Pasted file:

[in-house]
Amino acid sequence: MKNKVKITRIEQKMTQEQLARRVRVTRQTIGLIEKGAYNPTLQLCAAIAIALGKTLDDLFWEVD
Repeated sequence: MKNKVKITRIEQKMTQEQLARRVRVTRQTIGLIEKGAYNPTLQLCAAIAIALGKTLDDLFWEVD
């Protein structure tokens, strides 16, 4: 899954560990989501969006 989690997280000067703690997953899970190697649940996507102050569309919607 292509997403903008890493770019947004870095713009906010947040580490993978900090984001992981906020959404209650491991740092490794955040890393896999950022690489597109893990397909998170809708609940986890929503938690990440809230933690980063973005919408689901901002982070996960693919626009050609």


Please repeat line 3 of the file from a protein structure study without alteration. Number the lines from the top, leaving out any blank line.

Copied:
Repeated sequence: MKNKVKITRIEQKMTQEQLARRVRVTRQTIGLIEKGAYNPTLQLCAAIAIALGKTLDDLFWEVD